View Full Version : early aperture systems

Alex mckay
15-Jul-2004, 12:59
I have a EKC, Eastman Kodak Company B&L 1910 lens with a US aperture system. I showed it to Sam Vinegar of Classic Camera, Grosse Pointe MI, 15 or 20 years ago and he told me there were several systems competing for the market and the one we currently use won out. He provided me with a conversion chart that I have since lost. Anyone out there have such a chart? And, in regards to my Conley triple convertible lens, 1907, how do I know if an aperture system on an old lens is our current one? Also Does anyone out there know if Sam Vinegar is still in business?

15-Jul-2004, 15:07
I used to wonder the same for my B&L lens from late 1800s and they helped my out. check out the link http://www.photo.net/bboard/q-and-a-fetch-msg?msg_id=008856

Donald Brewster
15-Jul-2004, 15:56
Don't know about Sam Vinegar, but I believe Classic Camera is still in business. Have two addresses and don't know which is current.

Classic Camera 20219 Mack Grosse Pointe Woods, MI 48236 313-884-2242

Classic Camera 22720 Woodward Ave. Ferndale, MI 48220 248-591-7433

Ernest Purdum
15-Jul-2004, 18:31
"U.S" stands for Uniform System, which means that double the number means you need to double the exposure. The system starts at U.S. 1, which is f4. U.S. 2 is f5.6 and U.S. 4 is f8, which explains why so many old Folding Pocket Kodaks with Rapid Rectilinear lenses are claimed to have f4 lenses. U.S. 8 is f11. U.S. and f16 are the same. U.S. 32 is f22. U.S. 64 is f32. U.S. 128 is f45. This is as far as the system is usually carried.

Regarding your Conley, if the system used isn't identified, you can tell by the progression. If it is all in even numbers which become very large at the small aperures, it is the Uniform System.

There were indeed several other systems used for awhile, and also the "Continental" numbering series, which are f numbers like we use today, but a third stop off the common ones. f4.5 is one of the numbers of the Continental series.

15-Jul-2004, 18:55
ernest :

do you know anything about the stoltz system?

i used to have a tiny little brass 58mm lens that covered 4x5. dagor77 helped me id the aperture system as the stoltz system. i have never seen another lens with this system ( going on 20 years ) ...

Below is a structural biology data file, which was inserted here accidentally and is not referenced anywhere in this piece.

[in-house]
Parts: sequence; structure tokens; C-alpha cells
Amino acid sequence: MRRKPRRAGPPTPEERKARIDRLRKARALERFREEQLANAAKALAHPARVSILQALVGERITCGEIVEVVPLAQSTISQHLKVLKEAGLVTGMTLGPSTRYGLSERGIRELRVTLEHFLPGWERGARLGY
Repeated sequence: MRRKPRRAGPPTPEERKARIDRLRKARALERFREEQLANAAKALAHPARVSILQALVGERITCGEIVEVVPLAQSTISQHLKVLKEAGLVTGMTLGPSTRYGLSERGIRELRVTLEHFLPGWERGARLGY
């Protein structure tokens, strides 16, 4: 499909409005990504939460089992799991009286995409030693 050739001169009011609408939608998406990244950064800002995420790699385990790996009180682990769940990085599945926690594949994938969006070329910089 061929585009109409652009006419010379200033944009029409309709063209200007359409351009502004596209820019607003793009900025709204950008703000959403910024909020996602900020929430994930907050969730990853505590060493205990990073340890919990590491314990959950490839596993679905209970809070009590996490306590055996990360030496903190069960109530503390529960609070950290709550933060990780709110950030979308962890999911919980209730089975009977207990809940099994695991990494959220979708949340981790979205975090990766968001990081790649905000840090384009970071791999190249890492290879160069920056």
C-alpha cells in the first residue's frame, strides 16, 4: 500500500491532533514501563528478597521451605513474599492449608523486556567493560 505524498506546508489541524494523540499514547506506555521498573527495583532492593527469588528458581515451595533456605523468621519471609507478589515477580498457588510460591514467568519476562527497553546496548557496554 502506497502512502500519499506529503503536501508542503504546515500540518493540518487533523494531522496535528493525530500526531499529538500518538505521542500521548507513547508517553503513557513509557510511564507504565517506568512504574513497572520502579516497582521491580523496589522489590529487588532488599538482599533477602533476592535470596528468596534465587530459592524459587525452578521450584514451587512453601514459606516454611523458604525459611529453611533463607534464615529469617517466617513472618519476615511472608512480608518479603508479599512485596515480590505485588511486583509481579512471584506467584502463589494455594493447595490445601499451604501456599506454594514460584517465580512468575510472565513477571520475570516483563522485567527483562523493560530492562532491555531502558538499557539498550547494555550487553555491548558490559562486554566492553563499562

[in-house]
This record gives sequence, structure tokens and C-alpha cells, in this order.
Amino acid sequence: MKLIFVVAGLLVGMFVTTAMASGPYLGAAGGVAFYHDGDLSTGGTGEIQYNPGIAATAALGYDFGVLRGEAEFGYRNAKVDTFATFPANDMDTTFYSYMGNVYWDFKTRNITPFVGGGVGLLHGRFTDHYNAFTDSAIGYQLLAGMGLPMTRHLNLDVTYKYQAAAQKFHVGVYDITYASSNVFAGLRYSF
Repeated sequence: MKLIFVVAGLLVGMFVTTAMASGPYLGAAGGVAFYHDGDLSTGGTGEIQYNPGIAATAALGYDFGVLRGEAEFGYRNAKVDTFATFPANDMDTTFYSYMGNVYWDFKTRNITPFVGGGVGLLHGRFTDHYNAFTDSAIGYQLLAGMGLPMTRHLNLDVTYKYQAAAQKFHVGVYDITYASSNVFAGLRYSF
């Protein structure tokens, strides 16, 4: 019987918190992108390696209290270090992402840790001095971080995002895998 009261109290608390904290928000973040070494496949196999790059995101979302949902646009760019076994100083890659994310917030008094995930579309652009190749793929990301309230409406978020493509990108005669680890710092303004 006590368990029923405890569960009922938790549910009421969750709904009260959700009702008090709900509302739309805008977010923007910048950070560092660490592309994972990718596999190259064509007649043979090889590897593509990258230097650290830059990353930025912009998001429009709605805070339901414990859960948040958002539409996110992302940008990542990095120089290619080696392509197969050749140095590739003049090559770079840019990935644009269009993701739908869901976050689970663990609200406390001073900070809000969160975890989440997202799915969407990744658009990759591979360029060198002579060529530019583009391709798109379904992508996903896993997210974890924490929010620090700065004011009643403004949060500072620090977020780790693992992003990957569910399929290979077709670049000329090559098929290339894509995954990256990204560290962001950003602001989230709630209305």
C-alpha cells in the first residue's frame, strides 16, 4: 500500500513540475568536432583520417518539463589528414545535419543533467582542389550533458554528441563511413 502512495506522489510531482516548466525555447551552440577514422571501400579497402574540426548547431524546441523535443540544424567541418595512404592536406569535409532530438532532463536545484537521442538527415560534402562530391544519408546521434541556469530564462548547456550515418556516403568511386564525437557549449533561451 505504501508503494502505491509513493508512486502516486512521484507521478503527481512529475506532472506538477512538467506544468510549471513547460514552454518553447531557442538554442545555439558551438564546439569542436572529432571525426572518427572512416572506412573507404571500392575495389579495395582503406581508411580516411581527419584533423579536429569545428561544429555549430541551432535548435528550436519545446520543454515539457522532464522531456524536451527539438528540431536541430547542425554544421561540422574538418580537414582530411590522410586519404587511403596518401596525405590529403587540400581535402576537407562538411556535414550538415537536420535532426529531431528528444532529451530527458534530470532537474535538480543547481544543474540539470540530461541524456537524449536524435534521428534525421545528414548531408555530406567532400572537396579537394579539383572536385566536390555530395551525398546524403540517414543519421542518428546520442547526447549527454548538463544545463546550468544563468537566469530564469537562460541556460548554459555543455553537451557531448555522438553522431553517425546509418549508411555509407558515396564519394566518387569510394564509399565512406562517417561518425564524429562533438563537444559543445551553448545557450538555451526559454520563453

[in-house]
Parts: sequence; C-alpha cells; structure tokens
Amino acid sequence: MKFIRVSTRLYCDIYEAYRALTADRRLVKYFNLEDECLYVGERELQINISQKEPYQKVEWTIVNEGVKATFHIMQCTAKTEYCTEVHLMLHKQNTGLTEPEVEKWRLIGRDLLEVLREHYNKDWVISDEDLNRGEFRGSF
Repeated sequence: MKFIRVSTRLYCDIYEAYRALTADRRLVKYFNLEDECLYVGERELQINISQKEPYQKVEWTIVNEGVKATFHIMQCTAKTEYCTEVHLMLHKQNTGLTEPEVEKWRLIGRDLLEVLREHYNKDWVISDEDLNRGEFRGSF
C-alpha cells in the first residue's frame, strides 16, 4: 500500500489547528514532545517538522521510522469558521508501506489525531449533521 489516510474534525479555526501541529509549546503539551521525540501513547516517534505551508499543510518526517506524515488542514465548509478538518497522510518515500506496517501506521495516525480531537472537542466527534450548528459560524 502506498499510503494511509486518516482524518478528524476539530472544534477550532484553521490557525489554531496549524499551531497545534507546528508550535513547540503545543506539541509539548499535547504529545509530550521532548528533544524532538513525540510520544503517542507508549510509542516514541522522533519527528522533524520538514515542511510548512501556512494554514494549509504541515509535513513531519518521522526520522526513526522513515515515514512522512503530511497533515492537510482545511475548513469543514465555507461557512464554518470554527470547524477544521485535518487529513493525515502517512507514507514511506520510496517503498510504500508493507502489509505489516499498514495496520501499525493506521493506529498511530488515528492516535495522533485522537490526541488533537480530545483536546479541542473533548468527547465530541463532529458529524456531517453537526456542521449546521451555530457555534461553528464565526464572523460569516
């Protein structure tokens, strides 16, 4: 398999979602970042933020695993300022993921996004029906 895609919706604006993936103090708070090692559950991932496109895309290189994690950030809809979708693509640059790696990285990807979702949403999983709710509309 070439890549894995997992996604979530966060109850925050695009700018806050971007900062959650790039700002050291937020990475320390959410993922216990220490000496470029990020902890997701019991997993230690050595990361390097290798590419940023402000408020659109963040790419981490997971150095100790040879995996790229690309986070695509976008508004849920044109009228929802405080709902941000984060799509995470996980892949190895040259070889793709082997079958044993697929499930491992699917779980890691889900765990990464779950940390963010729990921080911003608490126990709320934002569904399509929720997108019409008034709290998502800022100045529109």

much thanks!


Ernest Purdum
15-Jul-2004, 21:29
John, Offhand, I can't come up with anything. My recollection is that the spelling is Stolze, but I could be wrong. Your mention of a "tiny little lens" rings a bell, because I think the system was intended for use with magnified subjects.

I'll keep looking and let you know if I find something helpful.

15-Jul-2004, 21:54
hi ernest ...

thanks! that would be great ... your spelling sounds right to me too ... im a reel bad speller.


Erik Sherman
16-Jul-2004, 05:44
The Stolze system is apparently also called the European scale. Here's one link:


I can't vouch for its accuracy, but at least it's something.

Jason Greenberg Motamedi
16-Jul-2004, 08:02
I have NO idea where this chart is from, but I posted it on photo.net, perhaps it will be of use:


Dan Fromm
16-Jul-2004, 08:30
About those tiny little lenses, Ernest, I've had a number of macro lenses whose aperture scales seemed to indicate the diaphragm's diameter in mm.

They include: 45/4.5 CZJ Mikrotar (pre-WWII, it seems); 50/3.5 Reichert Neupolar; 90/6.3 CZJ M (postwar, coated); and two 100/6.3 Neupolars. A borrowed postwar 45/4.5 CZJ M that was coated and not the same design as the Mikrotar had the same style of aperture scale.

All of these lenses have aperture scales that run from a small number (1 on the 90/6.3) with the aperture at its smallest up to a larger one (16 on the 100/6.3s) with the aperture wide open. TTL metering on a Nikon is consistent with my interpretation of these lenses' aperture scales.

Yours for the spread of confusion,


Ernest Purdum
16-Jul-2004, 17:16
I couldn't get Eric's page to open, but the page Jason contributed looks familiar and I think it is the one I was searching for so I'll stop looking. I notice down in the lower left corner the word "Englisch", so apparently the chart is from an English translation of a German original. J.M. Eder's Handbook of Photography would be my first guess. I have a copy, but not at hand. Many years ago, I constructed a chart showing these systems and more and nearly drove myself batty doing it. You'd think I would then have carefully preserved a copy of the publication it was printed in. Well, maybe I have it somewhere.

Jason, computers are weird. On my screen your chart is black, but it prints green. Thanks for providing the answer.

Dan, sometimes the barrel for a set of convertible lens cells will be marked in millimeters also. The chart that goes with the set is usually lost, of course, joining all the Waterhouse stops and single socks. I suspect that instruction sheets for your lenses probably existed but have met the same fate.

17-Jul-2004, 18:49
thanks jason!